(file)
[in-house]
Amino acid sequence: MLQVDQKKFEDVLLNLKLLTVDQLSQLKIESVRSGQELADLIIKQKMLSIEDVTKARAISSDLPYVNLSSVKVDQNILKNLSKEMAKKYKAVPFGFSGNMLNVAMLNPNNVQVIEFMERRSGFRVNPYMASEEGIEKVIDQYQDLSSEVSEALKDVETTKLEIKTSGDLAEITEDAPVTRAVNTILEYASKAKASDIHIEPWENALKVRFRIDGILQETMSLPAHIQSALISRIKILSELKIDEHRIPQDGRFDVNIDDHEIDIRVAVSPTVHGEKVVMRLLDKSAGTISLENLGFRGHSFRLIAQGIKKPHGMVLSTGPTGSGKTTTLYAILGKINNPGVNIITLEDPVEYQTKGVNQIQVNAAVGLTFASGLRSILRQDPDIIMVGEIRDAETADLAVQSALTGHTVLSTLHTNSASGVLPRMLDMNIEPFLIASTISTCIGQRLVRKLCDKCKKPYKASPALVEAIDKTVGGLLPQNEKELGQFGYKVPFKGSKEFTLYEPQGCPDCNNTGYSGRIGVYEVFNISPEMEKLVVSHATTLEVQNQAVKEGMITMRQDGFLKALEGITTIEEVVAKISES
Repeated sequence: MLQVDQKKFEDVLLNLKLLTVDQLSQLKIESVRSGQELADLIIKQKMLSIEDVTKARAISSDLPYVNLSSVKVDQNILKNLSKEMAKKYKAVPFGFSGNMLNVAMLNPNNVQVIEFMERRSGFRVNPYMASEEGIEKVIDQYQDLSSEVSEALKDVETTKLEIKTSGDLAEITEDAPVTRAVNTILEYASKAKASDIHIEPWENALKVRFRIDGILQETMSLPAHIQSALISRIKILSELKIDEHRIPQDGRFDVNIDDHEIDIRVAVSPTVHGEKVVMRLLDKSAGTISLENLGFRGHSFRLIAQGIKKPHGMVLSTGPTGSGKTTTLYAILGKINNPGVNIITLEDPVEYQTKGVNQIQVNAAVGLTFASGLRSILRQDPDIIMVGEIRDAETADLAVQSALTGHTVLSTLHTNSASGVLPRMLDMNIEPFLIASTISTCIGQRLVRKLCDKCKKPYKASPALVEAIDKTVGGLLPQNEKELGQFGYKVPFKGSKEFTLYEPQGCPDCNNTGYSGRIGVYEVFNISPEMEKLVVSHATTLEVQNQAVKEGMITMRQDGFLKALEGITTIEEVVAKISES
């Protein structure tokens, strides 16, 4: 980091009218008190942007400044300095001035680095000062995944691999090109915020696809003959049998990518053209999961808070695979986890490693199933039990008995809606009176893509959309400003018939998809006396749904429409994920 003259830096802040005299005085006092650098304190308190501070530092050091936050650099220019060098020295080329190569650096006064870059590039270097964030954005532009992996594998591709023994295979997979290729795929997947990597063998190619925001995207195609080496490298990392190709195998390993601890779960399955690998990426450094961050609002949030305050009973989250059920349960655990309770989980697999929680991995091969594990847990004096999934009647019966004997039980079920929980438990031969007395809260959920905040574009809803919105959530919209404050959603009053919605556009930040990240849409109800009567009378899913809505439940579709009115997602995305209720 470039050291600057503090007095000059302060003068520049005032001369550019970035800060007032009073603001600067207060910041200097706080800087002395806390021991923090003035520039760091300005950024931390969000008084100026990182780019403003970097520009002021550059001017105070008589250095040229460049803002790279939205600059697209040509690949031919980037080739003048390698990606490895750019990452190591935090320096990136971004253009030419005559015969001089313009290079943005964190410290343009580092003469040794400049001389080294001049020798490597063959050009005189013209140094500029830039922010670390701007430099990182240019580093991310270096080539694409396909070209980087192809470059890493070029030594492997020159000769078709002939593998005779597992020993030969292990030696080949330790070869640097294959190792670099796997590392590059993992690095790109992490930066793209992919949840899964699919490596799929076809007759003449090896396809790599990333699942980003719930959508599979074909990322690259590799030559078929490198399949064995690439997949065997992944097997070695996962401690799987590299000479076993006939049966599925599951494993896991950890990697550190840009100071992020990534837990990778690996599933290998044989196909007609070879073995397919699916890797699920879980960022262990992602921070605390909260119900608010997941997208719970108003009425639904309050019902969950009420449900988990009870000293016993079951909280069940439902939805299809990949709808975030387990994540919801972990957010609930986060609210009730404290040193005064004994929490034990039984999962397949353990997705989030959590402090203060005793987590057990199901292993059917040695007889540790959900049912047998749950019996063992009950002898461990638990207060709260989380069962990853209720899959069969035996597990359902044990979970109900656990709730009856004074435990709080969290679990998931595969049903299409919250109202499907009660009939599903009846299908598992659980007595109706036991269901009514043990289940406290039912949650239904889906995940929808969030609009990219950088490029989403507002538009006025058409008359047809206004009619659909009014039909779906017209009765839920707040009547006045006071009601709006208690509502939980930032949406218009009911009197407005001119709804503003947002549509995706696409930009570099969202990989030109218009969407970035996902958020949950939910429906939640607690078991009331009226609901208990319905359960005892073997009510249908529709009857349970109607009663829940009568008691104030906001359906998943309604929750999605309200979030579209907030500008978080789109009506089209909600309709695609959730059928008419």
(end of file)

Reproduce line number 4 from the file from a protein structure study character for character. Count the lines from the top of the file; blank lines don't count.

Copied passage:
């Protein structure tokens, strides 16, 4: 980091009218008190942007400044300095001035680095000062995944691999090109915020696809003959049998990518053209999961808070695979986890490693199933039990008995809606009176893509959309400003018939998809006396749904429409994920 003259830096802040005299005085006092650098304190308190501070530092050091936050650099220019060098020295080329190569650096006064870059590039270097964030954005532009992996594998591709023994295979997979290729795929997947990597063998190619925001995207195609080496490298990392190709195998390993601890779960399955690998990426450094961050609002949030305050009973989250059920349960655990309770989980697999929680991995091969594990847990004096999934009647019966004997039980079920929980438990031969007395809260959920905040574009809803919105959530919209404050959603009053919605556009930040990240849409109800009567009378899913809505439940579709009115997602995305209720 470039050291600057503090007095000059302060003068520049005032001369550019970035800060007032009073603001600067207060910041200097706080800087002395806390021991923090003035520039760091300005950024931390969000008084100026990182780019403003970097520009002021550059001017105070008589250095040229460049803002790279939205600059697209040509690949031919980037080739003048390698990606490895750019990452190591935090320096990136971004253009030419005559015969001089313009290079943005964190410290343009580092003469040794400049001389080294001049020798490597063959050009005189013209140094500029830039922010670390701007430099990182240019580093991310270096080539694409396909070209980087192809470059890493070029030594492997020159000769078709002939593998005779597992020993030969292990030696080949330790070869640097294959190792670099796997590392590059993992690095790109992490930066793209992919949840899964699919490596799929076809007759003449090896396809790599990333699942980003719930959508599979074909990322690259590799030559078929490198399949064995690439997949065997992944097997070695996962401690799987590299000479076993006939049966599925599951494993896991950890990697550190840009100071992020990534837990990778690996599933290998044989196909007609070879073995397919699916890797699920879980960022262990992602921070605390909260119900608010997941997208719970108003009425639904309050019902969950009420449900988990009870000293016993079951909280069940439902939805299809990949709808975030387990994540919801972990957010609930986060609210009730404290040193005064004994929490034990039984999962397949353990997705989030959590402090203060005793987590057990199901292993059917040695007889540790959900049912047998749950019996063992009950002898461990638990207060709260989380069962990853209720899959069969035996597990359902044990979970109900656990709730009856004074435990709080969290679990998931595969049903299409919250109202499907009660009939599903009846299908598992659980007595109706036991269901009514043990289940406290039912949650239904889906995940929808969030609009990219950088490029989403507002538009006025058409008359047809206004009619659909009014039909779906017209009765839920707040009547006045006071009601709006208690509502939980930032949406218009009911009197407005001119709804503003947002549509995706696409930009570099969202990989030109218009969407970035996902958020949950939910429906939640607690078991009331009226609901208990319905359960005892073997009510249908529709009857349970109607009663829940009568008691104030906001359906998943309604929750999605309200979030579209907030500008978080789109009506089209909600309709695609959730059928008419």